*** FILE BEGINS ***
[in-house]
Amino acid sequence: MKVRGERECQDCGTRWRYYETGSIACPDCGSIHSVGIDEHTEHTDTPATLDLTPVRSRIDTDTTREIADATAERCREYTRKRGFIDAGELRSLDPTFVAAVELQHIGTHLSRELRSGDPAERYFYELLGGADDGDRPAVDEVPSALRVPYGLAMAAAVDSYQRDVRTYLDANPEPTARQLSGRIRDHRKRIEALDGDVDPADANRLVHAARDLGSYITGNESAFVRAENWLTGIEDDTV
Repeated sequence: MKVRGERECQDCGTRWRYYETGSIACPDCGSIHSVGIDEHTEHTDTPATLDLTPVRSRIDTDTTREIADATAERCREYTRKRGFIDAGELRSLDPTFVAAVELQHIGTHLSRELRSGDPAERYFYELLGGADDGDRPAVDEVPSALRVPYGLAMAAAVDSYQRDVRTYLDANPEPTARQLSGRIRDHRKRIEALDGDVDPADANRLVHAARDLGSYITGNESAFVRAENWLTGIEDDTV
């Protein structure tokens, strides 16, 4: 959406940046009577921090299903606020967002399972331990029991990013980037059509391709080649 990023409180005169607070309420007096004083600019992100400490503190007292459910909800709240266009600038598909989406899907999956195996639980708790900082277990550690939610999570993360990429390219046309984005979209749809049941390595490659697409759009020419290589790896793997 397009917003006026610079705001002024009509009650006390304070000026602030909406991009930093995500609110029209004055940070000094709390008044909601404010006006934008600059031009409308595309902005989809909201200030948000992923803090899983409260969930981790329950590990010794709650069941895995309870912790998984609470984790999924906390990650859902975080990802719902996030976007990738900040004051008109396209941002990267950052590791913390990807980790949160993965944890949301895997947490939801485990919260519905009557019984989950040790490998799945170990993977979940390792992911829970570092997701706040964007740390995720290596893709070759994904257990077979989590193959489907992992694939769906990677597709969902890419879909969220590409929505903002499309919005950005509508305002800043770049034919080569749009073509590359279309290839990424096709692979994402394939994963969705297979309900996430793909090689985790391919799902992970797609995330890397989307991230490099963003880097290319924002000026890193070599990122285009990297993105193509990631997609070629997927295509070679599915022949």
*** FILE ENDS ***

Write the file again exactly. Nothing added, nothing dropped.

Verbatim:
[in-house]
Amino acid sequence: MKVRGERECQDCGTRWRYYETGSIACPDCGSIHSVGIDEHTEHTDTPATLDLTPVRSRIDTDTTREIADATAERCREYTRKRGFIDAGELRSLDPTFVAAVELQHIGTHLSRELRSGDPAERYFYELLGGADDGDRPAVDEVPSALRVPYGLAMAAAVDSYQRDVRTYLDANPEPTARQLSGRIRDHRKRIEALDGDVDPADANRLVHAARDLGSYITGNESAFVRAENWLTGIEDDTV
Repeated sequence: MKVRGERECQDCGTRWRYYETGSIACPDCGSIHSVGIDEHTEHTDTPATLDLTPVRSRIDTDTTREIADATAERCREYTRKRGFIDAGELRSLDPTFVAAVELQHIGTHLSRELRSGDPAERYFYELLGGADDGDRPAVDEVPSALRVPYGLAMAAAVDSYQRDVRTYLDANPEPTARQLSGRIRDHRKRIEALDGDVDPADANRLVHAARDLGSYITGNESAFVRAENWLTGIEDDTV
């Protein structure tokens, strides 16, 4: 959406940046009577921090299903606020967002399972331990029991990013980037059509391709080649 990023409180005169607070309420007096004083600019992100400490503190007292459910909800709240266009600038598909989406899907999956195996639980708790900082277990550690939610999570993360990429390219046309984005979209749809049941390595490659697409759009020419290589790896793997 397009917003006026610079705001002024009509009650006390304070000026602030909406991009930093995500609110029209004055940070000094709390008044909601404010006006934008600059031009409308595309902005989809909201200030948000992923803090899983409260969930981790329950590990010794709650069941895995309870912790998984609470984790999924906390990650859902975080990802719902996030976007990738900040004051008109396209941002990267950052590791913390990807980790949160993965944890949301895997947490939801485990919260519905009557019984989950040790490998799945170990993977979940390792992911829970570092997701706040964007740390995720290596893709070759994904257990077979989590193959489907992992694939769906990677597709969902890419879909969220590409929505903002499309919005950005509508305002800043770049034919080569749009073509590359279309290839990424096709692979994402394939994963969705297979309900996430793909090689985790391919799902992970797609995330890397989307991230490099963003880097290319924002000026890193070599990122285009990297993105193509990631997609070629997927295509070679599915022949």